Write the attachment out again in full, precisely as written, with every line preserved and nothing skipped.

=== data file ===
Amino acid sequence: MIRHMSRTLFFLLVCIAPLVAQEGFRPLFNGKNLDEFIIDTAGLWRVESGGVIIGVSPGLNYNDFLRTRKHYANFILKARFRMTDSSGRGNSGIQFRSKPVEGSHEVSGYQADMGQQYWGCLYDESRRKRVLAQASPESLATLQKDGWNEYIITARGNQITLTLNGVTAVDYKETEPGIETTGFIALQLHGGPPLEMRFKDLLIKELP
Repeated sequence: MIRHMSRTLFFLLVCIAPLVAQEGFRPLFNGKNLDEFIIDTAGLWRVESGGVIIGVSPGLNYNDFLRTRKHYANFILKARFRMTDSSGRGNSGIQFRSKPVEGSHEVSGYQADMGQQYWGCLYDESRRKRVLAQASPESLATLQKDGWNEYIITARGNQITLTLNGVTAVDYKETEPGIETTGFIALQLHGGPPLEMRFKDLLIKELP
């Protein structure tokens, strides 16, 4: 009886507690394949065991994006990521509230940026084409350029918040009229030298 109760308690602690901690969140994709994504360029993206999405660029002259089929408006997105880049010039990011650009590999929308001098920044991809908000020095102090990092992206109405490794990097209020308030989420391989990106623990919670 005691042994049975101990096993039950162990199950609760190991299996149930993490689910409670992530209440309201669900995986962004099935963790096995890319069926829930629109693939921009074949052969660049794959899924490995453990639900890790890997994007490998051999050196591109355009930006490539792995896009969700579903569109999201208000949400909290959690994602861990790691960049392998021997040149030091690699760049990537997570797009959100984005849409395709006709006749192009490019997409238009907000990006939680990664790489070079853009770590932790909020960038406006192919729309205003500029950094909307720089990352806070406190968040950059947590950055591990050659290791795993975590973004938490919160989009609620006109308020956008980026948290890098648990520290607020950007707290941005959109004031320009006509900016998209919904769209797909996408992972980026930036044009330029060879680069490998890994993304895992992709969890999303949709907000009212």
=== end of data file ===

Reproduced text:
Amino acid sequence: MIRHMSRTLFFLLVCIAPLVAQEGFRPLFNGKNLDEFIIDTAGLWRVESGGVIIGVSPGLNYNDFLRTRKHYANFILKARFRMTDSSGRGNSGIQFRSKPVEGSHEVSGYQADMGQQYWGCLYDESRRKRVLAQASPESLATLQKDGWNEYIITARGNQITLTLNGVTAVDYKETEPGIETTGFIALQLHGGPPLEMRFKDLLIKELP
Repeated sequence: MIRHMSRTLFFLLVCIAPLVAQEGFRPLFNGKNLDEFIIDTAGLWRVESGGVIIGVSPGLNYNDFLRTRKHYANFILKARFRMTDSSGRGNSGIQFRSKPVEGSHEVSGYQADMGQQYWGCLYDESRRKRVLAQASPESLATLQKDGWNEYIITARGNQITLTLNGVTAVDYKETEPGIETTGFIALQLHGGPPLEMRFKDLLIKELP
């Protein structure tokens, strides 16, 4: 009886507690394949065991994006990521509230940026084409350029918040009229030298 109760308690602690901690969140994709994504360029993206999405660029002259089929408006997105880049010039990011650009590999929308001098920044991809908000020095102090990092992206109405490794990097209020308030989420391989990106623990919670 005691042994049975101990096993039950162990199950609760190991299996149930993490689910409670992530209440309201669900995986962004099935963790096995890319069926829930629109693939921009074949052969660049794959899924490995453990639900890790890997994007490998051999050196591109355009930006490539792995896009969700579903569109999201208000949400909290959690994602861990790691960049392998021997040149030091690699760049990537997570797009959100984005849409395709006709006749192009490019997409238009907000990006939680990664790489070079853009770590932790909020960038406006192919729309205003500029950094909307720089990352806070406190968040950059947590950055591990050659290791795993975590973004938490919160989009609620006109308020956008980026948290890098648990520290607020950007707290941005959109004031320009006509900016998209919904769209797909996408992972980026930036044009330029060879680069490998890994993304895992992709969890999303949709907000009212």